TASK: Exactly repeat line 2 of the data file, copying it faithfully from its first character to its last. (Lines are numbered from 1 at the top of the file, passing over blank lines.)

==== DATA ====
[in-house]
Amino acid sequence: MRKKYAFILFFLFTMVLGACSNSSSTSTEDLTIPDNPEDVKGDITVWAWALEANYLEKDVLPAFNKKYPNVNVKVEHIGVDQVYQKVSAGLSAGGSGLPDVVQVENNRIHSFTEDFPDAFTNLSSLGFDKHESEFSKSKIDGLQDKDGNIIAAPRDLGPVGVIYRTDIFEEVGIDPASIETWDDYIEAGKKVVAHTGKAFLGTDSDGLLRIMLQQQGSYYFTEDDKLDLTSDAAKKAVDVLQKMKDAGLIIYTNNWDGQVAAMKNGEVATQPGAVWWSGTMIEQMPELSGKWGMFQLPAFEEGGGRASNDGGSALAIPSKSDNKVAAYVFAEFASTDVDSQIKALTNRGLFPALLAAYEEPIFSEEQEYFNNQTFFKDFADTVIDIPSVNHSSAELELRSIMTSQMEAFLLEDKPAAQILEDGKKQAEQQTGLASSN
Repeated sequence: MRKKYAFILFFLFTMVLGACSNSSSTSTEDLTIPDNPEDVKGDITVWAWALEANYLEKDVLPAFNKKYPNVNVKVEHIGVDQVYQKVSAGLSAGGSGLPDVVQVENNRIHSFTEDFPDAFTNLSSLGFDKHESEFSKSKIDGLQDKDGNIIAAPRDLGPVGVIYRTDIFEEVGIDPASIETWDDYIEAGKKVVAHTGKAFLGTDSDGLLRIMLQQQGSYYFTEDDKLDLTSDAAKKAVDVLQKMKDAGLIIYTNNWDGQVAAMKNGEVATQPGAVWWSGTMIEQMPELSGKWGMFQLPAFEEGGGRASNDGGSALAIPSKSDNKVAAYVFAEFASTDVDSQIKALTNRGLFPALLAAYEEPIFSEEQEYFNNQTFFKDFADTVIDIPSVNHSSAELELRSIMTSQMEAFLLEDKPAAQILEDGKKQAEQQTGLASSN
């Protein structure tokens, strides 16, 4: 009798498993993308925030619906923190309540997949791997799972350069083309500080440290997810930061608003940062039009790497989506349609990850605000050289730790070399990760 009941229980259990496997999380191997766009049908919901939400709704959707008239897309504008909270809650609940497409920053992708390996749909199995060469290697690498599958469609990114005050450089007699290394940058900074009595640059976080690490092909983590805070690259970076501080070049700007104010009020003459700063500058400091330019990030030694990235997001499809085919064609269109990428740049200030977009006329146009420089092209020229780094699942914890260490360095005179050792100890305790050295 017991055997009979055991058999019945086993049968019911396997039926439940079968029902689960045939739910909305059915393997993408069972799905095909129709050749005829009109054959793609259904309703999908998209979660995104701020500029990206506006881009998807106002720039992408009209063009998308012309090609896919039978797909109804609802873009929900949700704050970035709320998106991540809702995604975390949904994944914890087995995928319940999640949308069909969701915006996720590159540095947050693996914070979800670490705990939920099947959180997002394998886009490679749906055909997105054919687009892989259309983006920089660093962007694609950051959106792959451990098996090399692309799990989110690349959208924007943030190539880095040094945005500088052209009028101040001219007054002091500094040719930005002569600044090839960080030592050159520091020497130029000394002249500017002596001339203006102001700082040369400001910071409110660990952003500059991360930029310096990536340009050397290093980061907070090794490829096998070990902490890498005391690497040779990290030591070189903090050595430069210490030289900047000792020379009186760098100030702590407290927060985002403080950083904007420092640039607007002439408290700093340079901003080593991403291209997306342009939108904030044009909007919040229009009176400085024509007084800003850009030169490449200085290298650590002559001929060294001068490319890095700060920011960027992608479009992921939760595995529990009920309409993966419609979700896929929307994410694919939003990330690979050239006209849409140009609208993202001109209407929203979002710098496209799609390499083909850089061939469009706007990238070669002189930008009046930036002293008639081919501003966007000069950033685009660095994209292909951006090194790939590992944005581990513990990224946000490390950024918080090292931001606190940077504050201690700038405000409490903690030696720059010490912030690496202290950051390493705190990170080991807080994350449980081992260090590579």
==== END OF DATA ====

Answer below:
Amino acid sequence: MRKKYAFILFFLFTMVLGACSNSSSTSTEDLTIPDNPEDVKGDITVWAWALEANYLEKDVLPAFNKKYPNVNVKVEHIGVDQVYQKVSAGLSAGGSGLPDVVQVENNRIHSFTEDFPDAFTNLSSLGFDKHESEFSKSKIDGLQDKDGNIIAAPRDLGPVGVIYRTDIFEEVGIDPASIETWDDYIEAGKKVVAHTGKAFLGTDSDGLLRIMLQQQGSYYFTEDDKLDLTSDAAKKAVDVLQKMKDAGLIIYTNNWDGQVAAMKNGEVATQPGAVWWSGTMIEQMPELSGKWGMFQLPAFEEGGGRASNDGGSALAIPSKSDNKVAAYVFAEFASTDVDSQIKALTNRGLFPALLAAYEEPIFSEEQEYFNNQTFFKDFADTVIDIPSVNHSSAELELRSIMTSQMEAFLLEDKPAAQILEDGKKQAEQQTGLASSN